Several months after the start of the new foundation stage, Helen Ward looks at the impact of inspection on the new under-fives curriculum.
How popular should Ofsted expect to be? The watchdog has had a somewhat rocky relationship with schools, as any organisation charged with pointing out failures might expect.
At the union conferences two weeks ago, Ofsted claimed 84 per cent of teachers believed it was important that their lessons were observed by inspectors. But Chris Keates, general secretary of the NASUWT, noted that this didn't mean they liked it.
Love or hate it, Ofsted's role as an independent voice is an important entity for all teachers - not just to pick up schools that are failing, but to speak out when those failures are caused by policy.
That is why there is widespread interest in how inspectors are coping with judging the new early years foundation stage. This was the name for the new curriculum for under-fives that was introduced in September 2008. Much of it is based on large-scale research and good practice, and the principles are widely supported among the teachers asked to carry it out.
It calls for a play-based curriculum that includes outdoor learning and is largely child-initiated - a quite different approach from the more formal learning that is commonly used for older children.
But it also includes the need to assess children at the end of the reception year against 13 complex nine-point scales. Among other things, they must be able to write their name and understand why rules are important.
Local authorities must set targets based on these assessments. But there are concerns about the workload connected with these assessments and fears that they could lead to overly formal teaching.
Ofsted is in a unique position to be able to report on whether these concerns are justified, but will inspectors have the skills and time to pick up on this?
Concerns from early pilot studies about the time it would take to inspect and make six judgments about early years classes led to the watchdog agreeing that inspections where one inspector visits for one day were insufficient. Instead, they concluded, an additional inspector would be needed to enable thorough visits to be undertaken.
Documents obtained by The TES show that a pilot has already begun to streamline these six judgments to four. And there are other problems, including the backgrounds of inspectors.
At a May 2008 parliamentary select committee, Miriam Rosen, director of education at Ofsted, said where one inspector visited a primary school, they might be somebody who is "primary trained rather than specifically early years trained, but we still consider that to be appropriate. They will have had appropriate training."
But schools do not necessarily agree. Kathy Roebuck, head of St Giles CofE Primary near Halstead, Essex, was inspected in November 2008: the early years provision was rated as satisfactory.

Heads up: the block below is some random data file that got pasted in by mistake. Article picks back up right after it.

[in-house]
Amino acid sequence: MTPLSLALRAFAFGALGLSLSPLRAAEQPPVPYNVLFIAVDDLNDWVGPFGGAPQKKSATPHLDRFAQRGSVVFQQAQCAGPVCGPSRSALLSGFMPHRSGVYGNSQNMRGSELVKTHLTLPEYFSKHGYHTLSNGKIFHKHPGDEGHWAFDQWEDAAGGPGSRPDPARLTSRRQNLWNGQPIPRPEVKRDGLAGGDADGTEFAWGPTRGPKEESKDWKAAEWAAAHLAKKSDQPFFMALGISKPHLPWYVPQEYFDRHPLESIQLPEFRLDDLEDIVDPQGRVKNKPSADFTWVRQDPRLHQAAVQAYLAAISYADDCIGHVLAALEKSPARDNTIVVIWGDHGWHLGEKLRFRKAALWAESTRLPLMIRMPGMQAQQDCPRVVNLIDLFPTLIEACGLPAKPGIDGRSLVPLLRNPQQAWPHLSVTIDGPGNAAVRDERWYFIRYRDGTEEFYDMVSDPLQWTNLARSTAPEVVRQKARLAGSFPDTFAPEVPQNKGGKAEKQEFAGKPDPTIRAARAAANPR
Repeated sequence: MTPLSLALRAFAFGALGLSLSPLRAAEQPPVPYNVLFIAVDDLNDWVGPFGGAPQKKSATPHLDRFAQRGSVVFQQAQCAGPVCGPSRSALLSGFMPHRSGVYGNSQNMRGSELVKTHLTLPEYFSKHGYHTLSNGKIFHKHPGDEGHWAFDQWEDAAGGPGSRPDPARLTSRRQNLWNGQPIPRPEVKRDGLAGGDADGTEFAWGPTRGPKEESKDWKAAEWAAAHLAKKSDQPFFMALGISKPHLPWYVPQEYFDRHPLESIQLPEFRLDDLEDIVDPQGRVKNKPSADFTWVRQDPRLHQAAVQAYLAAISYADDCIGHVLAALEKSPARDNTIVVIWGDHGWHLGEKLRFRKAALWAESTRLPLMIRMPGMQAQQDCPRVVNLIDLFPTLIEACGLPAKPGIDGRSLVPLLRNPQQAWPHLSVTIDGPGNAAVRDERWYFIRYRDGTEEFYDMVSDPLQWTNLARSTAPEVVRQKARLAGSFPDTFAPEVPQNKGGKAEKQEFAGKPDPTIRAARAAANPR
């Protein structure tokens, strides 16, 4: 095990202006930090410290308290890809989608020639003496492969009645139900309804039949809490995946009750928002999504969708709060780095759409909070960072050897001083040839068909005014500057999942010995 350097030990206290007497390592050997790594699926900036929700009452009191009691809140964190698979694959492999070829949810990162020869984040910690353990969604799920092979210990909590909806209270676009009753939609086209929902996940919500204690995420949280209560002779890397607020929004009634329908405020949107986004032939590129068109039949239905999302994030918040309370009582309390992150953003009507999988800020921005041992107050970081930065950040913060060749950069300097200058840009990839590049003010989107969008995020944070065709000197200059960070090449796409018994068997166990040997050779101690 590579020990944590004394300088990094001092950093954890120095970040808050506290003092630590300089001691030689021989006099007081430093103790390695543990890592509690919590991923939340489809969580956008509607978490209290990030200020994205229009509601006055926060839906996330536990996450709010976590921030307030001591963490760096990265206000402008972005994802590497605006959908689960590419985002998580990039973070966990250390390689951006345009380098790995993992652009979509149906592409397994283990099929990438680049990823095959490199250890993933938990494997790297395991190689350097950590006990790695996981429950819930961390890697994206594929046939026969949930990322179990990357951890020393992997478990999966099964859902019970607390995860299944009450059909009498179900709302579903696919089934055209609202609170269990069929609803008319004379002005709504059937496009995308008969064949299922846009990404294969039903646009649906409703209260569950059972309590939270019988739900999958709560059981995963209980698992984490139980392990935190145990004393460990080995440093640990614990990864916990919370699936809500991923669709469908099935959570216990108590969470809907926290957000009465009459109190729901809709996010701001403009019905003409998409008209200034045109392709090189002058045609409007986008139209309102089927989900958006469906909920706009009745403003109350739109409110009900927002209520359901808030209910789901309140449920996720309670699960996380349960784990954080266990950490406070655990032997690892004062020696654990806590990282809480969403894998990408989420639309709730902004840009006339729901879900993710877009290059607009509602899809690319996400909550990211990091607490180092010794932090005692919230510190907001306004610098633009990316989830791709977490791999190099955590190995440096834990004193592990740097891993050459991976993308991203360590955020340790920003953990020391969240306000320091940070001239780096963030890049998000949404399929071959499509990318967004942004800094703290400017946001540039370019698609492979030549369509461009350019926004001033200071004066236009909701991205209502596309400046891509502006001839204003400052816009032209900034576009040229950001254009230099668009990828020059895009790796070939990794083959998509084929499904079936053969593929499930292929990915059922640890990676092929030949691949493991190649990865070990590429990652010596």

The report from inspectors said activities were too tightly directed by the teacher and there was a lack of opportunities for children to develop early writing skills. There are nine children in reception and no nursery at the school.
Mrs Roebuck said: "My judgment was that our early years was good and we were disappointed by our Ofsted. I thought it was a snapshot and he (the inspector) really didn't have the time. In my case, his judgments were done in a two-day inspection with us, but effectively a day and a half was spent looking at the school. He left the early years until the last morning and spent half an hour in there, and on that he made his judgment.
"Making a judgment regarding accessibility to writing after children had only been in school six weeks did seem steep when we worked hard for children to have experiences such as forest-school activities."
David Fann, head of Sherwood Primary School in Preston, Lancashire, had a different experience. His early years provision was graded outstanding in January this year.
"We had two inspectors who spent the day here," he said. "The early years inspector spent about 45 minutes in three different sessions. He really did look in detail and I have to say I was impressed with his knowledge and the way he talked to the children.
"I think some Ofsted teams can come in with an agenda. The problem is always the threat of having the odd team that is not up to the job or which is very results-driven. But there can also be benefits in terms of giving ideas for further development."
The stage we're in
- 2000: Foundation stage curriculum introduced as a distinct phase for three to five-year-olds.
- 2002: Birth to Three Matters, guidance for those working with younger children.
- 2003: Profile introduced to assess achievement at end of the key stage. Areas of learning and early learning goals now a legal requirement in all state-funded settings: nurseries, childminders and pre-school.
- 2004: The Government's 10-year childcare strategy proposes bringing together the curriculum (see 2000, above), Birth to Three Matters and welfare requirements into a single quality framework, covering birth to five.
- 2006: Formal consultation on the new framework starts. Open Eye campaign launched, which calls for it to be issued as guidance rather than be made statutory.
- 2008: Early years foundation stage becomes statutory in all settings.